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| | |-+  You've got to love San Francisco
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Author Topic: You've got to love San Francisco  (Read 1184 times)
TX_1824
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« on: January 26, 2005, 02:31:30 pm »
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San Francisco city officials are considering a 17-cent surcharge on of all things---grocery bags. You've got to love The People's Republic of San Francisco and their supreme leader Gavin Newsom. If this isn't a tax on the poor, I don't know what is.

http://www.cnn.com/2005/US/01/26/bag.fee.ap/
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Josh
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« Reply #1 on: January 26, 2005, 08:20:57 pm »
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Everyone buys groceries.  While this is a big of an odd policy, if one thinks about it, the rich would pay the most for this.  See, the poor people and those of us that are environmentally concious use those handy little reusable bags - save a tree, and now 17 cents.  The rich people, however, don't care.  So its not really a tax on either the rich or the poor.
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Ernest
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« Reply #2 on: January 26, 2005, 11:00:28 pm »
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Unless stores pass the tax on to consumers directly, it's not going to cause the delared desired affect.  However, given that it's supposed to only affect stores that have over $2 million in grocery sales, it's essentially a supermarket tax instead of a grocery tax.  So in the name of "helping the environment" this tax would give more expensive convienence stores and neighborhood grocerys an advantage.  Gotta love the law of intended consequences.
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« Reply #3 on: January 27, 2005, 03:14:57 am »
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Which results in arbitrage of plastic bags from the small stores to the large stores...some enterprising young chaps selling bags for a dime a bag outside your local Safeway...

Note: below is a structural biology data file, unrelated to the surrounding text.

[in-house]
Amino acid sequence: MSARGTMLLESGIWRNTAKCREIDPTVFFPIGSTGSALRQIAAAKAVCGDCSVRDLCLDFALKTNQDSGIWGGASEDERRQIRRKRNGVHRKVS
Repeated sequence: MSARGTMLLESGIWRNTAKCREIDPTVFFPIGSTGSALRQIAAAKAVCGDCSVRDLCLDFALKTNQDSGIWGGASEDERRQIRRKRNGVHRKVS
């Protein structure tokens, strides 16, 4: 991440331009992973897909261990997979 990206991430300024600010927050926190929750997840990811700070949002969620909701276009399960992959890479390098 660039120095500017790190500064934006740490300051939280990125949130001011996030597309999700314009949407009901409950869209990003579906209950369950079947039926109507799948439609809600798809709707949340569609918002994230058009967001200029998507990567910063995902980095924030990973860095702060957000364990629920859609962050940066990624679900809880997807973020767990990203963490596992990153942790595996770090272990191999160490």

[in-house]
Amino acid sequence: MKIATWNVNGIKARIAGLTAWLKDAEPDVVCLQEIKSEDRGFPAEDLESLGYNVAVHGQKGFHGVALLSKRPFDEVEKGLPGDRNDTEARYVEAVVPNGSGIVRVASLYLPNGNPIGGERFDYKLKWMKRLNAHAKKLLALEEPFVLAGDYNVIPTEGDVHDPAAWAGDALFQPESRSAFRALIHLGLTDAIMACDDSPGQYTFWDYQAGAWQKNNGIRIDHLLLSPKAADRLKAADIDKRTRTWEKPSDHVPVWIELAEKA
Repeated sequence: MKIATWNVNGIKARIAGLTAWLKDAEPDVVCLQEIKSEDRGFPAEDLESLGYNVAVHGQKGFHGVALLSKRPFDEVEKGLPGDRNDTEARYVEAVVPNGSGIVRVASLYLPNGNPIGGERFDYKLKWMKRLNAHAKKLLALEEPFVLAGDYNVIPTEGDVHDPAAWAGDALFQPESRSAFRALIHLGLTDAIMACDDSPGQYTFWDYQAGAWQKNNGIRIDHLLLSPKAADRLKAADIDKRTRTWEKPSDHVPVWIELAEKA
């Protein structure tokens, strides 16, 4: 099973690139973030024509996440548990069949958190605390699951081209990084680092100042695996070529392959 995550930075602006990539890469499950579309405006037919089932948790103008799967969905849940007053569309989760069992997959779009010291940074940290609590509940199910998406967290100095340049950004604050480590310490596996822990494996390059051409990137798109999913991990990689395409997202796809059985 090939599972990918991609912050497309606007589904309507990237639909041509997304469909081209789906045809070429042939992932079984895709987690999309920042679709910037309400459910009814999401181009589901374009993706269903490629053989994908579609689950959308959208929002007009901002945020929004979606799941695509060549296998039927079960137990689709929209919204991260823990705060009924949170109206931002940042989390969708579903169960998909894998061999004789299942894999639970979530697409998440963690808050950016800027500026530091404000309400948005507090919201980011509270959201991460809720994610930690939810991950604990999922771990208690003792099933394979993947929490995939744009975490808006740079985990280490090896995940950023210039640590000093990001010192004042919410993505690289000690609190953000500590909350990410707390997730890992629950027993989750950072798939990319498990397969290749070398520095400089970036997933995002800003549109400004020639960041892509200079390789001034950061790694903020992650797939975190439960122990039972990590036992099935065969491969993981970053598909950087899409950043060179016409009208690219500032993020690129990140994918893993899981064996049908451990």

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« Reply #4 on: January 27, 2005, 03:40:49 am »
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Unless stores pass the tax on to consumers directly, it's not going to cause the delared desired affect.  However, given that it's supposed to only affect stores that have over $2 million in grocery sales, it's essentially a supermarket tax instead of a grocery tax.  So in the name of "helping the environment" this tax would give more expensive convienence stores and neighborhood grocerys an advantage.  Gotta love the law of intended consequences.

Everything is already expensive in San Francisco. This doesn't change a damn thing.
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David S
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« Reply #5 on: January 27, 2005, 05:05:58 pm »
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I would carry my groceries in my environmentally friendly dolphin skin bags!
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Lunar
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« Reply #6 on: January 27, 2005, 06:02:32 pm »
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San Francisco's justification, from what I understood, is that the city is spending thousands of dollars every year cleaning up this crap.  If that's the case, passing the costs down to the people who use grocery bags makes sense.
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